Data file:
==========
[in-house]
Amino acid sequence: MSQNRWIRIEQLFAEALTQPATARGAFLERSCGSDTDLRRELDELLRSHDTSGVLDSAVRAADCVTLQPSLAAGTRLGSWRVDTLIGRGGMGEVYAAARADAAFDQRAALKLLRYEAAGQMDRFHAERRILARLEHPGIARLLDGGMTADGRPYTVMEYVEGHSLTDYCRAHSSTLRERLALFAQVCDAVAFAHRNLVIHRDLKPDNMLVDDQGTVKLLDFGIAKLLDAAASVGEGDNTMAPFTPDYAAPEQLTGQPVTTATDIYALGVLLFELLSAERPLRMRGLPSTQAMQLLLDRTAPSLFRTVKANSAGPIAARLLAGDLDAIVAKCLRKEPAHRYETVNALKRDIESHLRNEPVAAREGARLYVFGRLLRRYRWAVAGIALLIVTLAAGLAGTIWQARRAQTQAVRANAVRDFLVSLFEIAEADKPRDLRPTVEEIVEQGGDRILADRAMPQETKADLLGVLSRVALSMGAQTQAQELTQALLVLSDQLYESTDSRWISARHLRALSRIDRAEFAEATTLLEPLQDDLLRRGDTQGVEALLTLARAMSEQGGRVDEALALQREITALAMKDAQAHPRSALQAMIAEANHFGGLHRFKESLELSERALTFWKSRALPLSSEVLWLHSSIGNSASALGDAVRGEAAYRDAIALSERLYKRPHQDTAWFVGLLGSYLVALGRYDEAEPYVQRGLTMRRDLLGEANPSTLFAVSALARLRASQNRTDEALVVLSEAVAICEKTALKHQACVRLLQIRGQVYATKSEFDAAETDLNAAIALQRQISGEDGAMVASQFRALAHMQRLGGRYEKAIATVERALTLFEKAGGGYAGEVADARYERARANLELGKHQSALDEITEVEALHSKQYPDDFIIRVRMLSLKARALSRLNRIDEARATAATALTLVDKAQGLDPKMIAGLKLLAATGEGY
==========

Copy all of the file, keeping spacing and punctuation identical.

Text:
[in-house]
Amino acid sequence: MSQNRWIRIEQLFAEALTQPATARGAFLERSCGSDTDLRRELDELLRSHDTSGVLDSAVRAADCVTLQPSLAAGTRLGSWRVDTLIGRGGMGEVYAAARADAAFDQRAALKLLRYEAAGQMDRFHAERRILARLEHPGIARLLDGGMTADGRPYTVMEYVEGHSLTDYCRAHSSTLRERLALFAQVCDAVAFAHRNLVIHRDLKPDNMLVDDQGTVKLLDFGIAKLLDAAASVGEGDNTMAPFTPDYAAPEQLTGQPVTTATDIYALGVLLFELLSAERPLRMRGLPSTQAMQLLLDRTAPSLFRTVKANSAGPIAARLLAGDLDAIVAKCLRKEPAHRYETVNALKRDIESHLRNEPVAAREGARLYVFGRLLRRYRWAVAGIALLIVTLAAGLAGTIWQARRAQTQAVRANAVRDFLVSLFEIAEADKPRDLRPTVEEIVEQGGDRILADRAMPQETKADLLGVLSRVALSMGAQTQAQELTQALLVLSDQLYESTDSRWISARHLRALSRIDRAEFAEATTLLEPLQDDLLRRGDTQGVEALLTLARAMSEQGGRVDEALALQREITALAMKDAQAHPRSALQAMIAEANHFGGLHRFKESLELSERALTFWKSRALPLSSEVLWLHSSIGNSASALGDAVRGEAAYRDAIALSERLYKRPHQDTAWFVGLLGSYLVALGRYDEAEPYVQRGLTMRRDLLGEANPSTLFAVSALARLRASQNRTDEALVVLSEAVAICEKTALKHQACVRLLQIRGQVYATKSEFDAAETDLNAAIALQRQISGEDGAMVASQFRALAHMQRLGGRYEKAIATVERALTLFEKAGGGYAGEVADARYERARANLELGKHQSALDEITEVEALHSKQYPDDFIIRVRMLSLKARALSRLNRIDEARATAATALTLVDKAQGLDPKMIAGLKLLAATGEGY